Guest Editorial: Research Hypothesis or Statistical Hypothesis?

Vol 5 | Issue 1 | Jan - Apr 2017 | page:3-6 | Dr. Rumi Dasgupta

Author: Dr. Rumi Dasgupta

Dr. Rumi Dasgupta

International Manager, Advisory Board, International Association of Scientists and Researchers

When I started preparing for my dissertation, I got scared when I started reading up about research hypothesis and got totally jumbled up with terms like research hypothesis, null hypothesis, alternative hypothesis and statistical hypothesis. The symbols H0, HA, H1 or H2 made me more confused. The books I was referring to or the websites I have looked up to did not help me much. Things started getting clear after my research methodology lectures and when I started working on my research proposal.
There are two types of hypotheses in a research setup – Research Hypothesis and Statistical Hypothesis. When I am talking about research hypothesis, the first important factor is the research question. The research process begins with the interest in a topic or area but to define an appropriate research question knowledge and understanding of the subject plays a crucial role. As suggested by Haynes it is important to know the boundary between the current knowledge and ignorance. The challenge lies in the determination of clinical uncertainties (in a clinical study setup) to be studied and to justify the necessity for investigation while developing a research question.
It is, hence, extremely important to increase the knowledge in the field of interest. It could be done by a thorough literature review, in-depth interviews with subjects and experts in the field, being aware of the latest trends and technological advances made in the interest area. It is imperative to comprehend what has been studied about the interest area till date to further the facts that has been formerly collected on the topic. This will help formulate the research question.
The primary research question should be driven by the hypothesis rather than the data. This means the research question and the research hypothesis should be developed before the starting the study. A research hypothesis is a knowledgeable declaration that is tentatively advanced to account for realities. It is a testable question on the area of interest. If a study is used to examine the research question, then the hypothesis is known as the experimental hypothesis. The research or clinical hypothesis is developed from the research question and then the main essentials of the study — sampling method, intervention (if applicable), comparison and outcome variables — are abridged in a form that creates the basis for testing, statistical and eventually medical significance.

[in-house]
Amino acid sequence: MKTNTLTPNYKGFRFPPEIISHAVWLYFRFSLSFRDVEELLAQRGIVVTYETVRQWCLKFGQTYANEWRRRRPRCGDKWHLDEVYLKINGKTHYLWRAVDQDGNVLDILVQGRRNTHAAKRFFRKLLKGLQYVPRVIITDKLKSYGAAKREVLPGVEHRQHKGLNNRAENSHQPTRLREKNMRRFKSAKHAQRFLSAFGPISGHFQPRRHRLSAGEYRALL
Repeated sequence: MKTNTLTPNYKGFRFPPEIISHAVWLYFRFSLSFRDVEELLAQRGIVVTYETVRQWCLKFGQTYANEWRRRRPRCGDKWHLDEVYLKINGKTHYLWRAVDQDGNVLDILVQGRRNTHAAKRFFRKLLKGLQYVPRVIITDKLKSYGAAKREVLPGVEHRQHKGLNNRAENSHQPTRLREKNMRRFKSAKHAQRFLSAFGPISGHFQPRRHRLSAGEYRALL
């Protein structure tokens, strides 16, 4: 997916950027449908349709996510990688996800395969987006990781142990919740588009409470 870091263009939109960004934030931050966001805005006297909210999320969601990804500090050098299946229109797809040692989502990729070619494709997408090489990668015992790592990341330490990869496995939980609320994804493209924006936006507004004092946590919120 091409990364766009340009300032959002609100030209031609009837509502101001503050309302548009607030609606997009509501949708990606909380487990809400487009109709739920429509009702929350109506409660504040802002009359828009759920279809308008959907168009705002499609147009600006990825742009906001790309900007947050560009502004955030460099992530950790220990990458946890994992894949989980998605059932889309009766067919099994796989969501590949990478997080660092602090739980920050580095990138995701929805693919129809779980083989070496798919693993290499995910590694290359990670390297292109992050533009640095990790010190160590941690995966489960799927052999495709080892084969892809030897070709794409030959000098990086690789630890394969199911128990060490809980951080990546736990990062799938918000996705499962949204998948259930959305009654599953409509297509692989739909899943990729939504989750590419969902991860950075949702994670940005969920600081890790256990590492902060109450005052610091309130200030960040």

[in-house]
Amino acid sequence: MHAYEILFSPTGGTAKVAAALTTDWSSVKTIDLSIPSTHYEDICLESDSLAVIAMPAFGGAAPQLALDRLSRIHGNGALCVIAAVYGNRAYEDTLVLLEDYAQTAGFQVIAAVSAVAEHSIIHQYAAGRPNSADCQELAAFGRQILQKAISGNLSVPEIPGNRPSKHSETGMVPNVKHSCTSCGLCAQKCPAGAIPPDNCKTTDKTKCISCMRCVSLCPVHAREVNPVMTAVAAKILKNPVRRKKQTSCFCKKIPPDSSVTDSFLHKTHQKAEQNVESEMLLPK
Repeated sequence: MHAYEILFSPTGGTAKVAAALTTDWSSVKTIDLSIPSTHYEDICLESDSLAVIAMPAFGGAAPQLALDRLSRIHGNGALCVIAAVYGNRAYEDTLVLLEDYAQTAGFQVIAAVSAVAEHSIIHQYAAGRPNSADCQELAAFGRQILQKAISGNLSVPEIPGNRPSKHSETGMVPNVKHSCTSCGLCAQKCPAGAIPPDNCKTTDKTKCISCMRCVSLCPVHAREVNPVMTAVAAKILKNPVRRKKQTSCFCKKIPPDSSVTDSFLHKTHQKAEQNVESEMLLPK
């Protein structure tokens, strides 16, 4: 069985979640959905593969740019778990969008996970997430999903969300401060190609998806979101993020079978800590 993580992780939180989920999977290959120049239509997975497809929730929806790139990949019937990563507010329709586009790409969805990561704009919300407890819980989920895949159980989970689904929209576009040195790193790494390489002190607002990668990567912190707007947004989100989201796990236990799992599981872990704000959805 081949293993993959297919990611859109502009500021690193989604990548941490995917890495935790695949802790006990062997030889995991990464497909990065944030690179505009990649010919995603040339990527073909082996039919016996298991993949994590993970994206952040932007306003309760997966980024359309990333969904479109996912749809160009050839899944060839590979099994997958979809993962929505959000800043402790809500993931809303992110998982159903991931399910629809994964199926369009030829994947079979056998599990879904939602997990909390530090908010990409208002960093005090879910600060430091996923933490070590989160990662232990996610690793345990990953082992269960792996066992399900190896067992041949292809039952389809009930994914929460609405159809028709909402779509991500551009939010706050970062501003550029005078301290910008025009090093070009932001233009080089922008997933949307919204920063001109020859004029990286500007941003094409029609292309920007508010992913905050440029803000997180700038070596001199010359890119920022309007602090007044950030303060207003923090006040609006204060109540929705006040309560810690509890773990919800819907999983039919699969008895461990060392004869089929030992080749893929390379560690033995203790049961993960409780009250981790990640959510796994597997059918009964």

However, while testing the statistical significance, the theory should be stated as a “null” hypothesis. The hypothesis testing is done to infer about the study population based on random sampling. Statistical hypothesis is the statement about whether a pattern or trend or difference is present in the collected data.
The research design will help to determine the choice of statistical test to be used – a simple study design may require a student t-test while a more complex design may require ANOVA or a correlational study design may use a correlation coefficient. Here, each of these statistical tests will have a different null hypothesis and an alternative hypothesis. Statistical tests are used to differentiate between the null hypothesis and alternative hypothesis.
In an article, C. Alan Boneau stated that from the given endless piles of numbers from a small sample, the t-test and F-test will determine if the means of the piles are different or not. So, rejection of null hypothesis or the alternative hypothesis does not necessarily mean it supports the tested research hypothesis. For example, a psychiatrist may predict an interaction of the variables and may reject the null hypothesis for the interaction in ANOVA; but the alternative hypothesis for interaction in an ANOVA may simply denote an occurrence of the interaction. There could be many ways for an interaction and the observed interaction may not be the one predicted in the research hypothesis.
Moreover, it is not important for the statistical test results to address the research hypothesis. While the statistical hypothesis should be discussed with the results, research hypothesis should be discussed in the discussion and conclusion section.

How to Cite this Article: Dasgupta R. Research Hypothesis or Statistical Hypothesis?. Journal Medical Thesis 2017 Jan-Apr ; 5(1): 2.

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